The link that you posted is there for all to read. All of that stuff is far out of the reach of anyone that has to deal with the aftermath. (I disassembled my jumbo gamma ray deflector to build a flux capactor.. Dangit..)

The bottom line is after a big boom-boom goes off in the sky, a magnetic pulse is gonna come rainin' down on us all and it "could" fry stuff. The closer to ground zero, the stronger the pulse. This magnetic pulse will induce or create movement in electrons in any "conductive" material and create voltage/current. The same theroy as a generator by passing a magnet by/through a coil of wire..

Elementary stuff here. The stronger the magnet, the speed it is traveling, and the amount of coil (in length of wire) will determine the induced voltage/current. How much wire does the grid involve? How much area does it cover? You can bet your sweet bippie I don't wanna be plugged in when it happens!

Now, for your concern..

"But, none of this directly answers the question of whether or not solar panels need extra protection from EMP. I never did find a good answer to that question."

Quote.. Wiki..

"The E1 pulse is the very fast component of nuclear EMP. The E1 component is a very brief but intense electromagnetic field that can quickly induce very high voltages in electrical conductors. The E1 component causes most of its damage by causing electrical breakdown voltages to be exceeded. E1 is the component that can destroy computers and communications equipment and it changes too quickly for ordinary lightning protectors to provide effective protection against it."

Soo.. In short, who knows? The facts are all about how much wire is connected to them and the level of voltage induced, and depending on how close to ground zero and South of detonation one is. I'm sure the controller would get fried before the panels. Most panels will handle a much higher voltage than the controller will..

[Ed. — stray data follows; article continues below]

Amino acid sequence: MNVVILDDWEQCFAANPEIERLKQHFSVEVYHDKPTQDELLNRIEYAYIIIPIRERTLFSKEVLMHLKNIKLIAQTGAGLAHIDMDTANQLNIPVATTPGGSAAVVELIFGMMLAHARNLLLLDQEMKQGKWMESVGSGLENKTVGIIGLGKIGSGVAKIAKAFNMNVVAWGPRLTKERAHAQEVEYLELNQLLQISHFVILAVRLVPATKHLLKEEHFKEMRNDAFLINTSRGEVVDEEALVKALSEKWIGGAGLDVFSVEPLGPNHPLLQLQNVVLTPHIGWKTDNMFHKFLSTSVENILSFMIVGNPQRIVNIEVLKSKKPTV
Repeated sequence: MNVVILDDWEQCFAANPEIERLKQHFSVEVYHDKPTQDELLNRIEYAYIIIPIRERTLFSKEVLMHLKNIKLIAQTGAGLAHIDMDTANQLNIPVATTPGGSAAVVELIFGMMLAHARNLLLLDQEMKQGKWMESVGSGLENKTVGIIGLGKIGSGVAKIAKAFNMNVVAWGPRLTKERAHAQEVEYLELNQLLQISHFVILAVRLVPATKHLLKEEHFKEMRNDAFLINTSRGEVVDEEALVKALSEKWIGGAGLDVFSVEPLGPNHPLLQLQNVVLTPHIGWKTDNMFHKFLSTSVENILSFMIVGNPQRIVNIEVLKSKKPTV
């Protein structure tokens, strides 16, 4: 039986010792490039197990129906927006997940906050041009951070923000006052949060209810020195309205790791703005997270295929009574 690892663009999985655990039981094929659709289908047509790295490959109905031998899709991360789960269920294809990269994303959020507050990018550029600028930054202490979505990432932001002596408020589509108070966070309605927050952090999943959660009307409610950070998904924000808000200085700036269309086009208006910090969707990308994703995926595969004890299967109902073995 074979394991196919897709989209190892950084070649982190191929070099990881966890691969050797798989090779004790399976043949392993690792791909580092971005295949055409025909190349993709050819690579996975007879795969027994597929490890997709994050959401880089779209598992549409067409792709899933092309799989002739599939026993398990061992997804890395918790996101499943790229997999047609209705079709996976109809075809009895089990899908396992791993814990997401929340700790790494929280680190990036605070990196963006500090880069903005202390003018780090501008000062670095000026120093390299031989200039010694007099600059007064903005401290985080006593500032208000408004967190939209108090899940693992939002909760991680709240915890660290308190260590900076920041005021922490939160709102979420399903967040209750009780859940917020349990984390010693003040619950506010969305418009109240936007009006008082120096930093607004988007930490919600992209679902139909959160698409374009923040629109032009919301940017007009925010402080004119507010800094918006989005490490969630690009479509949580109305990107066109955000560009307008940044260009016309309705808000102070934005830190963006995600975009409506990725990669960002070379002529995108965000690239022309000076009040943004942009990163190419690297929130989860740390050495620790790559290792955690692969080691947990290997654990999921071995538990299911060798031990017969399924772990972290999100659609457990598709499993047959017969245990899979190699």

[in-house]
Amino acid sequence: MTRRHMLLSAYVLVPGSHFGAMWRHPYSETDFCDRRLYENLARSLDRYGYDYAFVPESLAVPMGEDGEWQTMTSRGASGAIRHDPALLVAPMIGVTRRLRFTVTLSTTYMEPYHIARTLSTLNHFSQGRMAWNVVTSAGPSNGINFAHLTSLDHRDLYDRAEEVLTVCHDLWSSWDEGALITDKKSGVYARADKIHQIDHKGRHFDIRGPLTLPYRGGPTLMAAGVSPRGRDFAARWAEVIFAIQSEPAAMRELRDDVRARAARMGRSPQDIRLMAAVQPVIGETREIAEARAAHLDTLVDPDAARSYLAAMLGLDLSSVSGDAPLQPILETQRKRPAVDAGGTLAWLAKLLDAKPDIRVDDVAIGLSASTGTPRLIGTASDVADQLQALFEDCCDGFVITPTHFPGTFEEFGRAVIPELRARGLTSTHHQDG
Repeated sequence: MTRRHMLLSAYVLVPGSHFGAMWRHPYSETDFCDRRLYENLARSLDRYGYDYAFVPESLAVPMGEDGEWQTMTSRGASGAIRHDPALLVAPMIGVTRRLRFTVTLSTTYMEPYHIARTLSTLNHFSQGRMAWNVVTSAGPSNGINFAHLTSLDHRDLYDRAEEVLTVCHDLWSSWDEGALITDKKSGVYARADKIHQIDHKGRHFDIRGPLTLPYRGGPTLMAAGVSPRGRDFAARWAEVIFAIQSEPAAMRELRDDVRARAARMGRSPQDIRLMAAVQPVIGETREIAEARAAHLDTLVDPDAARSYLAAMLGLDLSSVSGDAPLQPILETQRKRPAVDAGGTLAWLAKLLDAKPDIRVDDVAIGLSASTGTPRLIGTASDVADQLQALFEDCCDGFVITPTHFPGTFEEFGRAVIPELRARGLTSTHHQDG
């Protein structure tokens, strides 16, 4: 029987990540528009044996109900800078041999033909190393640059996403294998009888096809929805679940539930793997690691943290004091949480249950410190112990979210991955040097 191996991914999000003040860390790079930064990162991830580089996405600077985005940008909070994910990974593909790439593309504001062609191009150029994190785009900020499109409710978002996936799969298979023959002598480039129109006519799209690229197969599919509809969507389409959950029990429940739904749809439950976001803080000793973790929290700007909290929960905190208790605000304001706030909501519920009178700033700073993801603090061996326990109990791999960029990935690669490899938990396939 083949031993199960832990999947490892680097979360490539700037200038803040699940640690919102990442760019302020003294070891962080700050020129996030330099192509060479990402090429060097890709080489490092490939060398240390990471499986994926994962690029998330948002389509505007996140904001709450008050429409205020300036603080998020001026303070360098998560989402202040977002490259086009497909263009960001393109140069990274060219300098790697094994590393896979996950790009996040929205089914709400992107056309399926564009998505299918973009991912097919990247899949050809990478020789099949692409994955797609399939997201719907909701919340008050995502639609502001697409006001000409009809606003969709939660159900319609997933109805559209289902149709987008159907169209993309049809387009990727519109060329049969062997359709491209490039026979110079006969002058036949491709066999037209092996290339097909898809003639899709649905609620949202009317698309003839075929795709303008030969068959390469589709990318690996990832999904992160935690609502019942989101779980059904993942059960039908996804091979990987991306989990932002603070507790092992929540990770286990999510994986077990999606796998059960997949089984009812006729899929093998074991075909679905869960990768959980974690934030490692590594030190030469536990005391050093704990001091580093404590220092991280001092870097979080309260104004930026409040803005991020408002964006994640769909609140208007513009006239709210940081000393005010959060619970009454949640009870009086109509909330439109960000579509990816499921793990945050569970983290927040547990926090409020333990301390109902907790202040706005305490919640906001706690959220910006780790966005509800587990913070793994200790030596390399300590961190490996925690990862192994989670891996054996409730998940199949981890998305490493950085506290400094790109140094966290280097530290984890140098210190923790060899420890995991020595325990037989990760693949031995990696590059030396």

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Old 02-12-2012, 12:47 AM
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Although EMP gets a lot of attention it's way down the list of things on my radar. It's not feasible to protect against every risk and even if it were, the cost would be prohibitive.

Perhaps if solar panels were well grounded against lightning strike they would be reasonably immune to a pulse? More likely, the panels survive better than the controller.

Simplest and perhaps most effective solution would be to have a backup controller and other sensitive parts.

And then hail the size of baseballs began to fall. . . .
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Old 02-12-2012, 01:06 AM
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If this stuff travels faster than lightning, we's in trouble!

http://www.lightningsafety.com/nlsi_lhm/lpts.html

As for lightning..

" ..and speeds approaching one third the speed of light."

And the "Unknowns"..

"In all instances, use high quality, high speed, self-diagnosing protective components. Transient limiting devices may use a combination of arc gap diverters-metal oxide varistor-silicon avalanche diode technologies. Hybrid devices, using a combination of these technologies, are preferred. Know your clamping voltage requirements. Confirm that your vendor's products have been tested to rigid ANSI/IEEE/ISO9000 test standards. Avoid low-priced, bargain products which proliferate the market."

Protect panels? All I can say is keep your wiring as short as possible. (Which ya should anyway)